's "The Boys" remains one of the more satisfying reads on the shelves today. However, with it's broad scope and take on the rich and powerful - plus all the violence, black humor, blue situations and the unfolding of a vast conspiracy in anticipation of what looks to be a cataclysmic showdown between hereos who are anything but heroic and the "good guys" who stretch that term as well, one thing seems to have gotten lost in the shuffle.
The book - like all of Ennis's strongest work - really shines when it focuses on the characters and in particular, their relationships.
Indeed, what keeps Comics Guy coming back every month, long after the shock of yet another outrageous, envelope-pushing Ennis scene is the relationship between Wee Hughie and Annie (a.k.a. Starlight).
In a selfish, cruel world, Hughie is not only normal physically but arguably the most decent, noble person in the book. The reason Comics Guy says arguably is because he has one rival - Annie.
That's why when a revealed secret caused Hughie to dump his true love recently, it hit Comics Guy harder than countless death scenes ever could.
What therefore makes the "The Boys: Highland Laddie" miniseries a must-read is the interaction between Hughie and Annie in the aftermath of their breakup. Though Ennis must know "Boys" fans are screaming for this couple to get back together, he has shown no signs that it will be a slam dunk that they do.
Ennis writes the characters as real people who know they care about each other, but wonder if that's enough - even if they might want it to be.
This is not to say that Hughie and Annie are perfect people. They have engaged in acts and spoken dialogue that would get Archie comics pulped and "Leave it to Beaver" canceled.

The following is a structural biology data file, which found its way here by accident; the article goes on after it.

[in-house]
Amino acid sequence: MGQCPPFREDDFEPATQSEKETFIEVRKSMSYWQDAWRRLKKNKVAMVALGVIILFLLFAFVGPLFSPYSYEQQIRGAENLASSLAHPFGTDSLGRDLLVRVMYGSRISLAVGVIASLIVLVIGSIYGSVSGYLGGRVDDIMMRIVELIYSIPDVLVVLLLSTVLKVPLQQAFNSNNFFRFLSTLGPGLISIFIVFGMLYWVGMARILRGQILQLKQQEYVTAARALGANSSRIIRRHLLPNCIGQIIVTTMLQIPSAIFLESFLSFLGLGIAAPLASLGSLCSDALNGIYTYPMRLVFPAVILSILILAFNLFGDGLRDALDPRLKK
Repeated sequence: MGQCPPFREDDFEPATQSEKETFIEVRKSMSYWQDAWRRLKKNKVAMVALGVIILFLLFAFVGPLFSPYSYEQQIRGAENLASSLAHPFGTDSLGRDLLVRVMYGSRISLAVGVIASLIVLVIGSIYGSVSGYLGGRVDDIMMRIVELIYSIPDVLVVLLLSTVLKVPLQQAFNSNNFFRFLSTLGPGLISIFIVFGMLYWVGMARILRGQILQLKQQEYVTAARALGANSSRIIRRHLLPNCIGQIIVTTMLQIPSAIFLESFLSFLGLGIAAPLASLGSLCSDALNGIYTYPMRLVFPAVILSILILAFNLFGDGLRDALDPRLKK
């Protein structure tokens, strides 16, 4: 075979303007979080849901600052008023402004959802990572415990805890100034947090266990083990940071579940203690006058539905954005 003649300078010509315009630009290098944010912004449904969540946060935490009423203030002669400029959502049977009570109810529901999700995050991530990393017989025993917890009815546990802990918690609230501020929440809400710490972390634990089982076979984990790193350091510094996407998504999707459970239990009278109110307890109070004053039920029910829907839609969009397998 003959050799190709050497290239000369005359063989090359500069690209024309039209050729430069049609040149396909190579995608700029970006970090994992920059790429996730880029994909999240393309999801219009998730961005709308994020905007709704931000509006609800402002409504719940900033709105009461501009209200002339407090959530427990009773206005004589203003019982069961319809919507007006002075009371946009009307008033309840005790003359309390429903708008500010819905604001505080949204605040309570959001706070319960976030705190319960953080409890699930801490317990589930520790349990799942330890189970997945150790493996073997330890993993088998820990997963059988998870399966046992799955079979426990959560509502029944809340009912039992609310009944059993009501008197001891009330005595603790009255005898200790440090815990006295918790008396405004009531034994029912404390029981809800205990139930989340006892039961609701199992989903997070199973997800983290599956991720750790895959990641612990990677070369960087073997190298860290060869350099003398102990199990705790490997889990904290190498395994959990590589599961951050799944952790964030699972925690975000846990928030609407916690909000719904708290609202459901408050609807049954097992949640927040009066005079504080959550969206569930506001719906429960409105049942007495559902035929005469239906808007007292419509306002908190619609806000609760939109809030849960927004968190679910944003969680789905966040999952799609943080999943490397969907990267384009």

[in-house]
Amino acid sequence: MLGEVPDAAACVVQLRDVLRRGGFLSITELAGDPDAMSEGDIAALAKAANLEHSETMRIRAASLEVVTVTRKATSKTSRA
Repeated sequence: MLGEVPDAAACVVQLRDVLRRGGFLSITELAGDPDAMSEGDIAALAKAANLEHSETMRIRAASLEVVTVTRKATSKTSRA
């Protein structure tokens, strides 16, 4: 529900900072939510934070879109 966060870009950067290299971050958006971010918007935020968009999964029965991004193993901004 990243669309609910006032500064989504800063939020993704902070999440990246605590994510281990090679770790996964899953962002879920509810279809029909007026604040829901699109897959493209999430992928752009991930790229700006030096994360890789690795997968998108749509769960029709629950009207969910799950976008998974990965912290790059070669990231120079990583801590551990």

But they are two decent people who have found and leaned on each other in an increasingly indecent world. That should have you rooting for them to make it, even if you don't have a romantic bone in your body.
Romance novelist Marjorie M. Liu has brought some heat to two of Wolverine's progeny in "Dark Wolverine" and "X-23" respectively. In case Comics Guy can't get to review them in the next few months, just a note that they are both definitely worth checking out.
With rumors swirling that Christopher Nolan wants to stay with the dark Bat-universe he has created onscreen and play with a character fresher to audiences than Catwoman, speculation has centered on him having Ras Al Ghul's daughter, Talia, appear in "The Dark Knight Rises" to avenge her father's death and serve as a love interest.
Fans are already clamoring for Teresa Palmer, who had been cast as Talia in the now-defunct "Justice League," to be chosen for the role.
Palmer addressed the speculation in an interview with "Movieweb."
"I've definitely put the feelers out there with my agents and that would be something I would be really glad to have happen," she said. "I doubt I would be one of the actresses high up on Nolan's list. I think they are definitely going after a woman with a much bigger profile than I.
"It is the longest shot in history for sure but I've put my name out there with my agents and things. So we'll see who ends up doing that role."
"The Dark Knight Rises" will be in theaters and IMAX on July 20, 2012.
Jon Favreau confirmed this week that he will not be directing the third installment in the "Iron Man" film franchise, scheduled to hit screens in May, 2013. He had directed and played the role of Happy Hogan in the first two films.
"It's true, I'm directing 'Magic Kingdom,' not 'Iron Man 3.' I've had a great run with Marvel and wish them the best," read a tweet posted on Favreau's account.
"Magic Kingdom" is a Disney film in development about a family stuck in Disneyland when the attractions come to life, keeping Favreau with Marvel's parent company for the time being.
Favreau directed both 2008's "Iron Man" and this past May's "Iron Man 2." He's serving as executive producer on the 2012 film version of "The Avengers," which will also feature Robert Downey, Jr. as Iron Man.